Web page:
Only a handful of third-party votes can swing an election. In 1896, Illinois Democratic Sen. John M. Palmer broke with the establishment over the gold standard and waged a third-party run on the Gold Democrat ticket, finishing with only 133,148 votes. That was less than one percent of the total, but some scholars believe the placement of those votes was enough to knock out the regular Democratic nominee, William Jennings Bryan.

Racial issues have sometimes played a role in third-party bids, as in 1948, when South Carolinian Strom Thurmond ran on a plank of segregation. He won four Southern states and 39 electoral votes.

Similarly, former Alabama governor George Wallace ran in 1968 on the American Independent ticket, campaigning on “law and order” and against busing for school racial balance. Wallace captured five Southern states and over 13 percent of the national popular vote.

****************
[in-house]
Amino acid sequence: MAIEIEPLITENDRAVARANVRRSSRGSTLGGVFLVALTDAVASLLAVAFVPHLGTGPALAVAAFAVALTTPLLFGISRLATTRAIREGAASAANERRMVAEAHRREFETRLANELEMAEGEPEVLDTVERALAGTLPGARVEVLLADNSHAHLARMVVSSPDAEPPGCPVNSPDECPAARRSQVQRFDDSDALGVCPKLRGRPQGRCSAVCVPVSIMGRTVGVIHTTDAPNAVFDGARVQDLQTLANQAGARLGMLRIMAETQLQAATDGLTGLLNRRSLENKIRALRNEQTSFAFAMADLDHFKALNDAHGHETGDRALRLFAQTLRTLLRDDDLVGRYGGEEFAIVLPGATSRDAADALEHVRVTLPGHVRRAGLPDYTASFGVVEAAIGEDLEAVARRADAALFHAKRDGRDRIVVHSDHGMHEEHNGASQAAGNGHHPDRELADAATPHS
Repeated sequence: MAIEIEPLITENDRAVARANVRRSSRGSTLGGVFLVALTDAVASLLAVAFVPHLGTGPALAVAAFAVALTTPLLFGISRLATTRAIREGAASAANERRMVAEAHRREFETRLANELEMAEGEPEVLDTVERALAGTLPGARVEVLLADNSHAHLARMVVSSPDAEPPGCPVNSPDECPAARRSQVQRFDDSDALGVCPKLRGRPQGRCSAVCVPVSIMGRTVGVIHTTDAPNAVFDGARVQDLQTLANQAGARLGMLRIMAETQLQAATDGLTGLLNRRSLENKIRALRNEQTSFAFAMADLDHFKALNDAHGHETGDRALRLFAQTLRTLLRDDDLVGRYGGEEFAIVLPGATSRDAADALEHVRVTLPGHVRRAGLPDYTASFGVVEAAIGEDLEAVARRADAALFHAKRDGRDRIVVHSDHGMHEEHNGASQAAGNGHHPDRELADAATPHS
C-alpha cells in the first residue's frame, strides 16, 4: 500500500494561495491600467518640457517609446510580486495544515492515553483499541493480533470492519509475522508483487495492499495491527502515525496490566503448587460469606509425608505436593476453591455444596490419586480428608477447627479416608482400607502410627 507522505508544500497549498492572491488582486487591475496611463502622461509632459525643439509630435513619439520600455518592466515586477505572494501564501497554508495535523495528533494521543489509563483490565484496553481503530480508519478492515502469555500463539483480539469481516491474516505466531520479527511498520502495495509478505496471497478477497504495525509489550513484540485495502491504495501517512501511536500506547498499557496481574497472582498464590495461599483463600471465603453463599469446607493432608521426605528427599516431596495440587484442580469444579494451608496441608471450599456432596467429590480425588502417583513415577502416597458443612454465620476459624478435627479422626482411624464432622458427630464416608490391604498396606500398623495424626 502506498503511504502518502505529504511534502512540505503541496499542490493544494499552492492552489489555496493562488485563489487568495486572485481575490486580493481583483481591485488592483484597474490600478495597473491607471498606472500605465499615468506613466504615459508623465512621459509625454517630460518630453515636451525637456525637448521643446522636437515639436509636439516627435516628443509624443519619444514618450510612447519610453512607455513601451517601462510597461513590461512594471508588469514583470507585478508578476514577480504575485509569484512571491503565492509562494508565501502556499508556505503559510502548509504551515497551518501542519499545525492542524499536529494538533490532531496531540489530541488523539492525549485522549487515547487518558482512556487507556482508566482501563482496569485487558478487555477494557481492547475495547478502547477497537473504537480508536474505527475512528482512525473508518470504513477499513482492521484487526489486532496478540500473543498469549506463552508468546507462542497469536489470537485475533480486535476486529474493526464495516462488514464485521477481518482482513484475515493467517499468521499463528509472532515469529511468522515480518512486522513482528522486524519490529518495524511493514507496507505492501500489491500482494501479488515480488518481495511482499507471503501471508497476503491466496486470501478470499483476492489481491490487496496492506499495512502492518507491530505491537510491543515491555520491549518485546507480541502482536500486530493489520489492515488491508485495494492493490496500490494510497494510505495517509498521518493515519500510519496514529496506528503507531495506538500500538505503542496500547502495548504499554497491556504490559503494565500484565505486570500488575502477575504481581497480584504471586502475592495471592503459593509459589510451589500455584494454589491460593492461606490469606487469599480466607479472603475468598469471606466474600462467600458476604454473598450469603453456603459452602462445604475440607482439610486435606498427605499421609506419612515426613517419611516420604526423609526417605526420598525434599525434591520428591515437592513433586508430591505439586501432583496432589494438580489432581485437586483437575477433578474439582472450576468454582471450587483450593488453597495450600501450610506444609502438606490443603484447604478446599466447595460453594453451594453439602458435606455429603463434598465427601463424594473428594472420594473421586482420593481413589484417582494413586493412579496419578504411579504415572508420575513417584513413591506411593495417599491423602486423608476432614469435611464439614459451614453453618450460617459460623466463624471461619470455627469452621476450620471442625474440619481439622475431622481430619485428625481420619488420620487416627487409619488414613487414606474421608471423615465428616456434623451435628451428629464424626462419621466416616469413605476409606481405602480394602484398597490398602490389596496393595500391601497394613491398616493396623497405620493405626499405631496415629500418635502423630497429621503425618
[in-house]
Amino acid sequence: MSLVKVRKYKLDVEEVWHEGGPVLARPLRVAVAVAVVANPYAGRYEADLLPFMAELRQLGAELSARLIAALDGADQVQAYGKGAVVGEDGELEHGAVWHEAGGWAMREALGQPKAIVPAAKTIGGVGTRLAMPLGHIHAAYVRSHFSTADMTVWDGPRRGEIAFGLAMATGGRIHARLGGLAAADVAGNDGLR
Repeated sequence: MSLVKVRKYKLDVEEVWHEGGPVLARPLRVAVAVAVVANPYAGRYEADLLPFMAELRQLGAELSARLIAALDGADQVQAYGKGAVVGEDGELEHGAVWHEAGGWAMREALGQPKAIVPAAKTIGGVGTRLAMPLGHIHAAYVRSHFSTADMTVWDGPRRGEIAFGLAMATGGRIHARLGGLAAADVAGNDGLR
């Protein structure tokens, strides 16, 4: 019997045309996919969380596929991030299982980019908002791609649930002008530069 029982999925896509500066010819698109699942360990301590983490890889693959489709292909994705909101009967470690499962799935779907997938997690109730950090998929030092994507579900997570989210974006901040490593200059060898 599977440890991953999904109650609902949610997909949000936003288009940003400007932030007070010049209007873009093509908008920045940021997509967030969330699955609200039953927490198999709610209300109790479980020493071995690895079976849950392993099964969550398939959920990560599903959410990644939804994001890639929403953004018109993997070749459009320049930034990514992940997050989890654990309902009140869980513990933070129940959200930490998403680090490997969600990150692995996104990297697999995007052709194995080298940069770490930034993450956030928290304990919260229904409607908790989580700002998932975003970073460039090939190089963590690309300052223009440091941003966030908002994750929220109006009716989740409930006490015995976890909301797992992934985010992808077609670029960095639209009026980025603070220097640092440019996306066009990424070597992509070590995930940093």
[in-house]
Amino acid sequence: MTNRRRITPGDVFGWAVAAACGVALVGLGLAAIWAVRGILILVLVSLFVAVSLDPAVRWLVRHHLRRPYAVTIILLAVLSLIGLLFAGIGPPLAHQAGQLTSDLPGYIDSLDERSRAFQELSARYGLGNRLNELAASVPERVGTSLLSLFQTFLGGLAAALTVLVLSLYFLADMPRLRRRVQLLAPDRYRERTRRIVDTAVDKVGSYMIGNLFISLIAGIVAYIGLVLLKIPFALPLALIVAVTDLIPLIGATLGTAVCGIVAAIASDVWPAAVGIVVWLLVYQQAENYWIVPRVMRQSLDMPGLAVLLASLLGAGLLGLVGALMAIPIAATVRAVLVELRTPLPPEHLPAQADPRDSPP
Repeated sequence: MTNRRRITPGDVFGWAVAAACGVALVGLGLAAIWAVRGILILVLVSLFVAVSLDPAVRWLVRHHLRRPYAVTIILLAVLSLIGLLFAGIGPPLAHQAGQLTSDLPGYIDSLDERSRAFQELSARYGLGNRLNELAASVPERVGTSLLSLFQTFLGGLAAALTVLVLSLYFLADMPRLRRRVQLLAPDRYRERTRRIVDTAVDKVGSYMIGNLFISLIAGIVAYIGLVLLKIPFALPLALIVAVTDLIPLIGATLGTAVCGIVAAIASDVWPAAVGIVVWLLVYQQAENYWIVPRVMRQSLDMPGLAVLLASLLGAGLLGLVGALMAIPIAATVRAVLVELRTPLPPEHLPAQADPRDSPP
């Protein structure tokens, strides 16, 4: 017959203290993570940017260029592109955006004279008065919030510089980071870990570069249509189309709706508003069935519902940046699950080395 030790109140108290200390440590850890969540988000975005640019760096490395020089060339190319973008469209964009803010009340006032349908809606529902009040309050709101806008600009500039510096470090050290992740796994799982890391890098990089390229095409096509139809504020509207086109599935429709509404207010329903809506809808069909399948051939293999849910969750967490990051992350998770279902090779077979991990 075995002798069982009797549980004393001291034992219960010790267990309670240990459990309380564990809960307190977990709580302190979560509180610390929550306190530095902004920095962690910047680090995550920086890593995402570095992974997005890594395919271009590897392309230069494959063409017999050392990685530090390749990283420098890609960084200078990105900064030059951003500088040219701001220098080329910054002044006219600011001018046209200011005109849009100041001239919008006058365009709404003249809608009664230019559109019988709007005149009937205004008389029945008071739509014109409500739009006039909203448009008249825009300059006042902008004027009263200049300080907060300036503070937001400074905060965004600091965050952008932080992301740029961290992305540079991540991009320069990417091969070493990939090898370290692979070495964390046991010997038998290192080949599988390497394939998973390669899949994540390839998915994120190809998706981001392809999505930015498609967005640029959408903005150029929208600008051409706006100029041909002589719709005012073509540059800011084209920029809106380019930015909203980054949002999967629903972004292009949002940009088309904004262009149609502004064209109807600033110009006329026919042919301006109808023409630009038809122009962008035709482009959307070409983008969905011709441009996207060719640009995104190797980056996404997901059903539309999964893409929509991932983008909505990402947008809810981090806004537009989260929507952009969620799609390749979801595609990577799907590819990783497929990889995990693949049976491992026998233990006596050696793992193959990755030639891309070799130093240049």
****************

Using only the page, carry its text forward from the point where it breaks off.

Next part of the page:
In 1924, Wisconsin Senator Robert LaFollette, a national figure for his visionary ideas, brought home 17 percent of the vote on the Progressive ticket. In 1980, Illinois Congressman John Anderson, who had dropped out of Republican primaries, ran as an Independent and earned 5.7 million votes.

“One measure of the success of a third-party candidate is the ability to draw five percent of the total vote,” said Wiedlocher. “That’s happened several times in presidential elections. There is no question that third-party candidates can have an impact.”

Tom Emery is a freelance writer and historical researcher from Carlinville, Illinois.